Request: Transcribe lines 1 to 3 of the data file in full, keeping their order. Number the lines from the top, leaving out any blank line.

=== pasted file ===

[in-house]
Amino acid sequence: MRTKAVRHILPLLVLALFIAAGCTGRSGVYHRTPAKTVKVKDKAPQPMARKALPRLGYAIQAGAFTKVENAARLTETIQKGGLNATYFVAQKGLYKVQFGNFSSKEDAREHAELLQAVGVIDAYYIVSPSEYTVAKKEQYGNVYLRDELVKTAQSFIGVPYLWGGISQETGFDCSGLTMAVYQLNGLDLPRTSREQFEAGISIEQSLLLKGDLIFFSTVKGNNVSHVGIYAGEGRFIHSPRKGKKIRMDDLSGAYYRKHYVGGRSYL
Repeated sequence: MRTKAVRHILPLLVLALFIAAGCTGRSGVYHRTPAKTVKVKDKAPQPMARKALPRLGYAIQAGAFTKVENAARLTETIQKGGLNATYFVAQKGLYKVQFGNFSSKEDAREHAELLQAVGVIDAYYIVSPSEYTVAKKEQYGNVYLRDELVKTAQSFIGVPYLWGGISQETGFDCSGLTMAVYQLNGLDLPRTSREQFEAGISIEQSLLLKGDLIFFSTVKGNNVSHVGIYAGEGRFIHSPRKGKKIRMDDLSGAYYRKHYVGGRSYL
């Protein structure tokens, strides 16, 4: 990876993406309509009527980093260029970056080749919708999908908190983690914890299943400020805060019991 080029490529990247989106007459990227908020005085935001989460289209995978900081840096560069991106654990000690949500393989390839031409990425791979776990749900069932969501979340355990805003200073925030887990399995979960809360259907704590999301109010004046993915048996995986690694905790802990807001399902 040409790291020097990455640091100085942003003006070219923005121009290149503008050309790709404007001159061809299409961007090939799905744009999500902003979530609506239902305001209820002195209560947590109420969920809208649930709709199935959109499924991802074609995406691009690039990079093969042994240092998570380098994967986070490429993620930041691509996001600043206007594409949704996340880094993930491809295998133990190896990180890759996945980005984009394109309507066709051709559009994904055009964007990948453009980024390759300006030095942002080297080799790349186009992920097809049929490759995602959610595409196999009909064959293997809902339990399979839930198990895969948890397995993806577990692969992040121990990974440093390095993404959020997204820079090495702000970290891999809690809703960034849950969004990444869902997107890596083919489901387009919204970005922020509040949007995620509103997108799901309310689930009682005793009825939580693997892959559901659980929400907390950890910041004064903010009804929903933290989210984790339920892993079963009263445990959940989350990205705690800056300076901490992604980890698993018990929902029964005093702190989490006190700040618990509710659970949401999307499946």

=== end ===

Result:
[in-house]
Amino acid sequence: MRTKAVRHILPLLVLALFIAAGCTGRSGVYHRTPAKTVKVKDKAPQPMARKALPRLGYAIQAGAFTKVENAARLTETIQKGGLNATYFVAQKGLYKVQFGNFSSKEDAREHAELLQAVGVIDAYYIVSPSEYTVAKKEQYGNVYLRDELVKTAQSFIGVPYLWGGISQETGFDCSGLTMAVYQLNGLDLPRTSREQFEAGISIEQSLLLKGDLIFFSTVKGNNVSHVGIYAGEGRFIHSPRKGKKIRMDDLSGAYYRKHYVGGRSYL
Repeated sequence: MRTKAVRHILPLLVLALFIAAGCTGRSGVYHRTPAKTVKVKDKAPQPMARKALPRLGYAIQAGAFTKVENAARLTETIQKGGLNATYFVAQKGLYKVQFGNFSSKEDAREHAELLQAVGVIDAYYIVSPSEYTVAKKEQYGNVYLRDELVKTAQSFIGVPYLWGGISQETGFDCSGLTMAVYQLNGLDLPRTSREQFEAGISIEQSLLLKGDLIFFSTVKGNNVSHVGIYAGEGRFIHSPRKGKKIRMDDLSGAYYRKHYVGGRSYL